Oregon’s Attorney General Endorses The Indian Child Welfare Act 1978

In favor of the Indian Child Welfare Act of 1978, Oregon Attorney General Ellen Rosenblum and 22 other attorneys general filed a brief with the U.S. Supreme Court.

Congress created this federal law more than 40 years ago in reaction to the rise in the number of Indian children being removed from their homes. In order to preserve native families and children tied to their traditional identity and community, ICWA was designed to provide them with protection.

The validity of the law will be contested in the Haaland v. Brackeen case, which will be heard by the Supreme Court in November, according to a statement issued by the Oregon Department of Human Services.

The Oregon Indian Child Welfare Act, which is similar to the federal ICWA, was passed by the Oregon Legislature in 2020. The state-based statute also acknowledges the particular requirements of tribes in Oregon.

Director of the ODHS Office of Tribal Affairs Adam Becenti stated, “My concern goes beyond the limits of the State of Oregon given that the U.S. Supreme Court will hear arguments against the Indian Child Welfare Act in November.”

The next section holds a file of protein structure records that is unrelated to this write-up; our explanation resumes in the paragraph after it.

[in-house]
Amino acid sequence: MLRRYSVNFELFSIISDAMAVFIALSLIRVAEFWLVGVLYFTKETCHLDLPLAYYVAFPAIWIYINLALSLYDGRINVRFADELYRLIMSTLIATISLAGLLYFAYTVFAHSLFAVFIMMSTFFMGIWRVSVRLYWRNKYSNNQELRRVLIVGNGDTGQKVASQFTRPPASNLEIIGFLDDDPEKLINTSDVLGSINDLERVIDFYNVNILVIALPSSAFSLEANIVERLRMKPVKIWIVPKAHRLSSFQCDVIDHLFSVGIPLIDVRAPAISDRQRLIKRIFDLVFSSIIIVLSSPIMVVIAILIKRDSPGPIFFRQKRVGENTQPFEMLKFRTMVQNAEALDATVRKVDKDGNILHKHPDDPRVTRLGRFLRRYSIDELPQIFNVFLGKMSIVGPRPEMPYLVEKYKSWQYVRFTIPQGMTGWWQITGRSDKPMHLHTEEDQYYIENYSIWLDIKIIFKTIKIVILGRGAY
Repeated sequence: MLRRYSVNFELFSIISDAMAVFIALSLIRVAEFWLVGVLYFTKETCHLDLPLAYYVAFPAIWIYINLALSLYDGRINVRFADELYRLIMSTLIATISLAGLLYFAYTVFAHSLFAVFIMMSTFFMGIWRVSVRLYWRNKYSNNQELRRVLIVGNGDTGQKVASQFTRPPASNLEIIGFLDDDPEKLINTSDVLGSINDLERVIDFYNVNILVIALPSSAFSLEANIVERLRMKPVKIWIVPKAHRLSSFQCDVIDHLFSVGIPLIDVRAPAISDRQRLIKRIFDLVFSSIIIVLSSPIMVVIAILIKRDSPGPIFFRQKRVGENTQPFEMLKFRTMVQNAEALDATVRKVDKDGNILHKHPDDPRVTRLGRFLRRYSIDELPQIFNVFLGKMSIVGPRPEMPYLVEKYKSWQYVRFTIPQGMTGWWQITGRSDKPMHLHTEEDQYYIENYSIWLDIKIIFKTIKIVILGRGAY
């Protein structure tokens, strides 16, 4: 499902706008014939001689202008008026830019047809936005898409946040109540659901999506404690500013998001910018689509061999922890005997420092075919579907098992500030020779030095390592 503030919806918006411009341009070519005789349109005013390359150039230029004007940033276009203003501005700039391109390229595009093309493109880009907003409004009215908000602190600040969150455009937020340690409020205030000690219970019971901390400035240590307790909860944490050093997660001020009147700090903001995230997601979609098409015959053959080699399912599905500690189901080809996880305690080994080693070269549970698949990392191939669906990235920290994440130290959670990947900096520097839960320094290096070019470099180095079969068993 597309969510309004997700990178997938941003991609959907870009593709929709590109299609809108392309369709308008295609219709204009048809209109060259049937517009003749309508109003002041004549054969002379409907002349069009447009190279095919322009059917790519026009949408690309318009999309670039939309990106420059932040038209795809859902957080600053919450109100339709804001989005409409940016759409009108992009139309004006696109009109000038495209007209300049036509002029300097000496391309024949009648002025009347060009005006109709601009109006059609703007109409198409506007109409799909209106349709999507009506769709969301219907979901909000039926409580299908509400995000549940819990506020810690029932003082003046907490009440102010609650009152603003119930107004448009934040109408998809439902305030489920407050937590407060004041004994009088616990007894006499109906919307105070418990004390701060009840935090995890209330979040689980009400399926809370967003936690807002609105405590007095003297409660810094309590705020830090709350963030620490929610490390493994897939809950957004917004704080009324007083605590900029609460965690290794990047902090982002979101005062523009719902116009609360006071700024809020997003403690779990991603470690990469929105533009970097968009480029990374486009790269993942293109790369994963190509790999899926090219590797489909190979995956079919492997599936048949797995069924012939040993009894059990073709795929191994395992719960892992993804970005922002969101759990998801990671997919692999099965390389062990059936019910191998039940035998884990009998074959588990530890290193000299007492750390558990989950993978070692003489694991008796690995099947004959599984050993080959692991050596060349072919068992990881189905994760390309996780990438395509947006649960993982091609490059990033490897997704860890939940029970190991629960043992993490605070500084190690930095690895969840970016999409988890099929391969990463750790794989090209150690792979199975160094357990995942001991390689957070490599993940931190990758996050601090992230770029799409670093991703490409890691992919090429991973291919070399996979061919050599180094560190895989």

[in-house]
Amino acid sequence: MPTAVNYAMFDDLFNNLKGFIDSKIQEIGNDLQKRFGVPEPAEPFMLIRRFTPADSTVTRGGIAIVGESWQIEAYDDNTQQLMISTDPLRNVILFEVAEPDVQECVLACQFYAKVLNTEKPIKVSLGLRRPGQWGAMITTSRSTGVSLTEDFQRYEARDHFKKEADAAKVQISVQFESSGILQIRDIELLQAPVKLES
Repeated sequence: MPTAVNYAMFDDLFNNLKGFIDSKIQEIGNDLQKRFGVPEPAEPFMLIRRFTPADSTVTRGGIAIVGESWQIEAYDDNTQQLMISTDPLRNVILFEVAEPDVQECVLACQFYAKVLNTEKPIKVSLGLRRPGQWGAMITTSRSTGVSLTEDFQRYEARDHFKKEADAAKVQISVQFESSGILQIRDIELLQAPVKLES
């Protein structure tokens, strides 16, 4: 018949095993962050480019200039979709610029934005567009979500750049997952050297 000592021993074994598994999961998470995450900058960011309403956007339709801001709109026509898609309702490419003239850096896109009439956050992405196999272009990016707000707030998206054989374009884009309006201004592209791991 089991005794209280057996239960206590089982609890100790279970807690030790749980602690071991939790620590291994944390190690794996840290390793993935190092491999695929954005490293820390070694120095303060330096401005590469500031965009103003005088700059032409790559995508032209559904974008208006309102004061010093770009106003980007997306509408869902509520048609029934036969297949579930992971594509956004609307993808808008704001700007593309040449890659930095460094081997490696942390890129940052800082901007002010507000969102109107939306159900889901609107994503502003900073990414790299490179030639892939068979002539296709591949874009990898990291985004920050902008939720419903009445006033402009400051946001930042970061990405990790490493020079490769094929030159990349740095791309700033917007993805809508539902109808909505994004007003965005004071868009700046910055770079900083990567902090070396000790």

Becenti said that if it were found to be unconstitutional, it would be harmful to tribal sovereignty and have a long-term effect on tribal families and communities all throughout the nation. “As the director of the ODHS Office of Tribal Affairs, I thank Attorney General Rosenblum for his position and urge others to speak out to help stop the reversal of 44 years of progress and to ensure that all Tribal families residing in the United States are protected under the Indian Child Welfare Act.”

Oregon's Attorney General Endorses The Indian Child Welfare Act 1978
Oregon’s Attorney General Endorses The Indian Child Welfare Act 1978

According to Rebecca Jones Gaston, director of the ODHS Child Welfare Division, the Child Welfare Division Vision for Transformation is dedicated to addressing the needs of Oregon tribes.

The benefit of doing this, according to her, is that it keeps Native American children with their families and communities, who have traditionally known how to raise them. The number of Klamath Tribal children with open child welfare cases reduced from 54 in 2017 to 22 in 2021 as a result of our collaborative work with the Klamath Tribes to maintain Tribal families.

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